Catriona Hartdegen is a fierce, independent woman whose knowledge proves quite useful to Vanessa Ives.
Appearance and Personality Edit
Catriona is a beautiful woman in her thirties, with fair skin and a reddish hair bob. Catriona is an indomitable woman who eschews normal social conventions by wearing men's clothes and devoting herself to activities deemed masculine by the standards of the time.
Originally hailing from highland stock, Catriona grew up an only child and was raised as the son her father never had. As such, she was schooled in swordsmanship from an early age, and continued to hone her skills, later in life challenging the gentry of England in their exclusive sport. After besting a male opponent in a fencing bout, Catriona shocked the gathered men by unmasking herself as a woman. This impressed Vanessa Ives who had come to meet her at the urging of Ferdinand Lyle to seek her help in dealing with a modern incarnation of Dracula, a subject familiar to Catriona from her work as a thanatologist.
Skills and Abilities Edit
- Historian: Catriona is a capable historian, very knowledgeable in areas that others would readily dismiss as myth or folklore.
- Swordmanship: Catriona is a very capable sword fighter, very creative in finding unconventional ways to beat an opponent even in disadvantaged positions.
- Thanatology: Miss Hartdegen is a thanatologist, focused on the study of death and its associated rituals.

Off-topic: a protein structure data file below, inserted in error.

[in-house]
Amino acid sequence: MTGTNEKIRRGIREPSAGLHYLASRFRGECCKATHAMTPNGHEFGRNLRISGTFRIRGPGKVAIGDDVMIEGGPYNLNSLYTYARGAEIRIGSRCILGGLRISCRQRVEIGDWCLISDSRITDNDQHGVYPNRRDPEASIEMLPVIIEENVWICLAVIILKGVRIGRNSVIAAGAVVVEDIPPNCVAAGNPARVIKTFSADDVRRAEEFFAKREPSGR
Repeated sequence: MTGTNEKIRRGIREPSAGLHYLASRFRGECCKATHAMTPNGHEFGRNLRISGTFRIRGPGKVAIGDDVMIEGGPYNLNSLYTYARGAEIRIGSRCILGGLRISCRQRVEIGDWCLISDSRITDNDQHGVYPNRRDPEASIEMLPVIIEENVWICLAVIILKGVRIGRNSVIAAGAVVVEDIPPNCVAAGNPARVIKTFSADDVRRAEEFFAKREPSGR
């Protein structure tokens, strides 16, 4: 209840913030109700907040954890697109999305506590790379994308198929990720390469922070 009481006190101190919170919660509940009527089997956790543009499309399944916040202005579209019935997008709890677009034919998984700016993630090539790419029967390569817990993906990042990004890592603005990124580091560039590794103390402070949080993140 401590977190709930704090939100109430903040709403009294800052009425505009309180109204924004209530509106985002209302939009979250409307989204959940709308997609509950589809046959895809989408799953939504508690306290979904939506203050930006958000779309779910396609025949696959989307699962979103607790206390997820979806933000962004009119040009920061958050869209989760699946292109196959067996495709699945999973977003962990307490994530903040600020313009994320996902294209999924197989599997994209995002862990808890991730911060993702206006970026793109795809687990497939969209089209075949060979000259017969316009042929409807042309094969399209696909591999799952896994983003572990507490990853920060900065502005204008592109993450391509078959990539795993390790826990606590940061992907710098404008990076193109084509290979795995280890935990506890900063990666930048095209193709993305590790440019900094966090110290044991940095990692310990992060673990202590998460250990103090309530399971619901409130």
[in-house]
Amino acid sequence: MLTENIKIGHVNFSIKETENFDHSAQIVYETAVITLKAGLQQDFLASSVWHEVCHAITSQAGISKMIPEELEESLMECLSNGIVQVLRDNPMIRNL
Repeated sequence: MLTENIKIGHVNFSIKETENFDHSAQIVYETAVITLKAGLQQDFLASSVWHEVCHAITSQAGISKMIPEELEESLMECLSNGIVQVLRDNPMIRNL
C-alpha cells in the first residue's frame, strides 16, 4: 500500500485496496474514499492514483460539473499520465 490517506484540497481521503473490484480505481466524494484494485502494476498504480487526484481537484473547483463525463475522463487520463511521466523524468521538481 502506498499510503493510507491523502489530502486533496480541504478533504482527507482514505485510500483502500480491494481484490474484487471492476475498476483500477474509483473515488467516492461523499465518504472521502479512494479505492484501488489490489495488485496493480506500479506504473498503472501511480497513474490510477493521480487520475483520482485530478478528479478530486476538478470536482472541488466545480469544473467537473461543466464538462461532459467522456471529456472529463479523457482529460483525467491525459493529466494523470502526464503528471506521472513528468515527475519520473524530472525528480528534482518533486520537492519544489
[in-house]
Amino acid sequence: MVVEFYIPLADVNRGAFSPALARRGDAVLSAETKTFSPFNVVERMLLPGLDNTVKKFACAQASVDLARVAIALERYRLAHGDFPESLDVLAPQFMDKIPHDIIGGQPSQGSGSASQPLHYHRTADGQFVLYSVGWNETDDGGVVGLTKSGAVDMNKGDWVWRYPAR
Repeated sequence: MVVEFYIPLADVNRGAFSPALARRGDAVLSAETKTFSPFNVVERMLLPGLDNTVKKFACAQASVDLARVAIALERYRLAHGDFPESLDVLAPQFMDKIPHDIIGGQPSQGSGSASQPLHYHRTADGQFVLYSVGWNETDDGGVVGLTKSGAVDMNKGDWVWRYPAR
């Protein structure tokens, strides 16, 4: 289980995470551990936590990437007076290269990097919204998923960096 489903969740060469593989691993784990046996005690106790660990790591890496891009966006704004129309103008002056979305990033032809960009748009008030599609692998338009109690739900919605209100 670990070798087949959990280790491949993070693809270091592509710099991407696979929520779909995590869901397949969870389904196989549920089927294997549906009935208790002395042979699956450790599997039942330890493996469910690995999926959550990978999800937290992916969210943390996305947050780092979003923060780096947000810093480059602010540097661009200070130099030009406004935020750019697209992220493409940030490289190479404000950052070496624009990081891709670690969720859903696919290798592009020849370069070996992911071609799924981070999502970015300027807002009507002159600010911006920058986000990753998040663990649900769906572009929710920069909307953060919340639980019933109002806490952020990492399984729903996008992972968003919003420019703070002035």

- Season 3
Catriona Hartdegen (to Vanessa Ives): I'm a thanatologist, you see. I study death. Its every ritual, every guise. The great hereafter. If there is such a thing. Usually folks have run a mile by now. Most people find that rather off-putting.
Vanessa Ives: I'm not most people.
Catriona Hartdegen (to Vanessa Ives): It's Catriona, please. Or for you, Cat. As in cat o' nine tails.
- Ebb Tide
Catriona Hartdegen: As you see, I've been doing my own research on Dracula. Sadly, almost every assumption you have is wrong.
Vanessa Ives: But I, I've been--
Catriona Hartdegen: Superstition, myth, and unfounded prejudice informs every page here. These are small-minded peasants and poets and theologians trying to make sense of something utterly inexplicable to them. So they invent any assumptions to fit their fears. Dracula can't walk by day, he doesn't cast a reflection, he can only be slain by a stake of consecrated ash wood. There's no sense to any of that. You may as well read the Bible for its history which, it goes without saying, is a fool's errand fit only for idiot children.
- Ebb Tide